The bookcase was Leah’s favorite part of her room. Sometimes, instead of reading, she would just sit on the floor and stare at the books. It might not have had much significance for anyone else who saw it, but for Leah the bookcase served as a kind of record of her life with each book representing a particular span of time. Leah kept the books arranged in the order in which she had read them so that they served as a sort of calendar, marking the passage of time for the last two or three years. Leah measured her life in pages instead of hours, in chapters instead of days, and in volumes instead of months. The empty space on the third and fourth shelves of her bookcase represented the future, the unknown, the unread books that were to come. The clock on Leah’s desk kept one form of time, and Leah’s books kept a different one.

For Leah, the future is something to be dreaded, something to fear and worry about. In the present, she’s safe: she can still hide from the world in her bedroom and indulge her introverted personality. But the beginning of high school also marks the beginning of the final stage of the long, slow climb towards adulthood, and the older she gets, the closer she will come to the moment when she will have to confront and overcome her shyness. It’s something she doesn’t want to face. For her, the idea of making friends, getting a part-time job, or going away to college seems like an impossible task. She just doesn’t know how to do it.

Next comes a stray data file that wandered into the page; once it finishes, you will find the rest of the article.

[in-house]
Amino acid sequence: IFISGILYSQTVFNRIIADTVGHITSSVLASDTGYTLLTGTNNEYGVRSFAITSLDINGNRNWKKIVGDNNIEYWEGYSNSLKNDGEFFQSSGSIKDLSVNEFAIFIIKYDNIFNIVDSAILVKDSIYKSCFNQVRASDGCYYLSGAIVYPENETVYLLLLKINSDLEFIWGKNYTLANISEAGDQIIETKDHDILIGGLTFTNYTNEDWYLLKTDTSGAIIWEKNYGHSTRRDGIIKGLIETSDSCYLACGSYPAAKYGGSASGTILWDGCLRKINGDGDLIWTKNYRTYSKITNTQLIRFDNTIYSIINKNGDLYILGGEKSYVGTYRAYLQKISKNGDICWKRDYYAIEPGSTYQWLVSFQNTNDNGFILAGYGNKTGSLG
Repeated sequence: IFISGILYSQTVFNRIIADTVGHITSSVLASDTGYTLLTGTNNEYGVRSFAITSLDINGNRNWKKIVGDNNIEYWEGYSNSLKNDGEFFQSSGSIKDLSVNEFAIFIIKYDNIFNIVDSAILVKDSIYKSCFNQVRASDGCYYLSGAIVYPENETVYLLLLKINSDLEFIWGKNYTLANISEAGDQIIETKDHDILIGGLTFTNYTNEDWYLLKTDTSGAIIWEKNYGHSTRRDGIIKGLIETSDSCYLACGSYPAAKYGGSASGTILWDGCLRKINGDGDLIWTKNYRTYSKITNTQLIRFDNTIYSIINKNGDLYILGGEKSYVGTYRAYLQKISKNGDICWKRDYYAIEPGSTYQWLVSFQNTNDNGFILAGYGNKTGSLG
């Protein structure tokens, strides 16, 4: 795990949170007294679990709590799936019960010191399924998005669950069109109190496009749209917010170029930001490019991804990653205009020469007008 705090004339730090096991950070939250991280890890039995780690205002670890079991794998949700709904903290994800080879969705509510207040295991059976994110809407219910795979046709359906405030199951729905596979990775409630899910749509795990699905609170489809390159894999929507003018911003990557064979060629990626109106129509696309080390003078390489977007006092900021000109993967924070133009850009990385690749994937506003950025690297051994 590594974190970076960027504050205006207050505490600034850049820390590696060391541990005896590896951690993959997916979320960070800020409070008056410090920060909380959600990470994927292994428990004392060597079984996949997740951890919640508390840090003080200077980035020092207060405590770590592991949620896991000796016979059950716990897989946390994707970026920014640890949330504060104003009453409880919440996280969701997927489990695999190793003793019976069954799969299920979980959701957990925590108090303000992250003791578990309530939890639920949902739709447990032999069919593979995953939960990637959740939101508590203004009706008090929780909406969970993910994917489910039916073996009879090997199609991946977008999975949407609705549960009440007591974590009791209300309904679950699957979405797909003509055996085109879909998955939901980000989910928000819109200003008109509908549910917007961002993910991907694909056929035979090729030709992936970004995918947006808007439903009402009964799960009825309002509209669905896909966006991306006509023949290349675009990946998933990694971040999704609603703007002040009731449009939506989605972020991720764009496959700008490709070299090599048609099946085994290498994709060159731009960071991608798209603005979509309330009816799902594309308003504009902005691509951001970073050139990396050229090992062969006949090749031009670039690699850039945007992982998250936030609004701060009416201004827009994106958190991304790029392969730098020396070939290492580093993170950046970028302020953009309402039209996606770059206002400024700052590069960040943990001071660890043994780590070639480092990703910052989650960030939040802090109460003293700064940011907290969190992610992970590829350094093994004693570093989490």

In the story, Leah’s dread for the future manifests itself in a very significant way when she joins David Parks’ group for the history project. Here, the future that she fears has been assigned a specific date: November 24 (by the novel’s calendar). On that day, two terrible things will happen: she’ll have to stand in front of her class and present her report on the Egyptian pharaohs, and the day will mark the end of her time with David, for whom she has a crush. She tries to embrace the present and savor every fleeting minute that she spends in David’s presence, but there is the constant pressure of the future racing towards her. She’s always aware that time is running out.

For Leah’s parents, the future represents everything that it represents for Leah: adulthood, responsibilities, an end to her shyness. But for them, it is the present which is miserable and the future contains all their hopes for their daughter. Tomorrow she’ll make a friend. Next month she’ll get over her shyness. A year from now she’ll finally be a normal teenager. They can’t wait for the future to arrive, and this difference in what the future means is a point of conflict between the girl and her parents.

In the 1996 draft of Leah, I constantly made note in the narrative of what time it was. I would write that it was 8:15 or noon or 2:57 or whatever. The reason for inserting these details really had almost nothing to do with the plot and everything to do with calling the reader’s attention to this theme of time. As I started revising, I decided to cut most of those little mentions of the time out of the text because most of them just seemed superfluous to me. I felt like I was bludgeoning the reader with the theme instead of trusting that the reader will be able to figure out what I’m doing. I was showing a lack of respect for the reader — never a good idea. Despite these deletions, there are still a few occasions in the text when I do focus on the clock. One example is in chapter 3, before Leah’s first day of high school. She’s nervous about the big day, and in her anxiety she has decided that she needs to leave her house at a specific time, so she’s constantly watching the clock and worrying about the passage of each minute. In a scene like that, I need to call attention to the minutes as they pass, but elsewhere, if it isn’t necessary for me to do that to help the story, then I don’t.